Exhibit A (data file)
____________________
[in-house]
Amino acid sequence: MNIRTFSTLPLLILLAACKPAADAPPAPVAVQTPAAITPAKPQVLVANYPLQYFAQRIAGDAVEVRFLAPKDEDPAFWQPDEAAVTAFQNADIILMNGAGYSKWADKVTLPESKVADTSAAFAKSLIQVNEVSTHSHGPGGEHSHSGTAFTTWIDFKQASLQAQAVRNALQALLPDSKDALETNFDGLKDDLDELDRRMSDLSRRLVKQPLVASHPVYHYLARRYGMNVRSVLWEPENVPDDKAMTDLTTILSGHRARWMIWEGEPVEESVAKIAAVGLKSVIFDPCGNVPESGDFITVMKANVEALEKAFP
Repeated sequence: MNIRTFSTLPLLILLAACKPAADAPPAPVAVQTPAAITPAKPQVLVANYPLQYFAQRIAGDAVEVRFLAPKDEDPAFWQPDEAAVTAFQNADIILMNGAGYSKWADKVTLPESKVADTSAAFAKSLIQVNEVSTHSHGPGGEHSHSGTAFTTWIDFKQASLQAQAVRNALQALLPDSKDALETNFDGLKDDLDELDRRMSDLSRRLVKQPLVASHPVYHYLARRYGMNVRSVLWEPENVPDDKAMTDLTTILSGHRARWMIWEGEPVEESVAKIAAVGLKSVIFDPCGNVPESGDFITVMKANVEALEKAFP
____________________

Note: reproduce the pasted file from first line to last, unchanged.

[in-house]
Amino acid sequence: MNIRTFSTLPLLILLAACKPAADAPPAPVAVQTPAAITPAKPQVLVANYPLQYFAQRIAGDAVEVRFLAPKDEDPAFWQPDEAAVTAFQNADIILMNGAGYSKWADKVTLPESKVADTSAAFAKSLIQVNEVSTHSHGPGGEHSHSGTAFTTWIDFKQASLQAQAVRNALQALLPDSKDALETNFDGLKDDLDELDRRMSDLSRRLVKQPLVASHPVYHYLARRYGMNVRSVLWEPENVPDDKAMTDLTTILSGHRARWMIWEGEPVEESVAKIAAVGLKSVIFDPCGNVPESGDFITVMKANVEALEKAFP
Repeated sequence: MNIRTFSTLPLLILLAACKPAADAPPAPVAVQTPAAITPAKPQVLVANYPLQYFAQRIAGDAVEVRFLAPKDEDPAFWQPDEAAVTAFQNADIILMNGAGYSKWADKVTLPESKVADTSAAFAKSLIQVNEVSTHSHGPGGEHSHSGTAFTTWIDFKQASLQAQAVRNALQALLPDSKDALETNFDGLKDDLDELDRRMSDLSRRLVKQPLVASHPVYHYLARRYGMNVRSVLWEPENVPDDKAMTDLTTILSGHRARWMIWEGEPVEESVAKIAAVGLKSVIFDPCGNVPESGDFITVMKANVEALEKAFP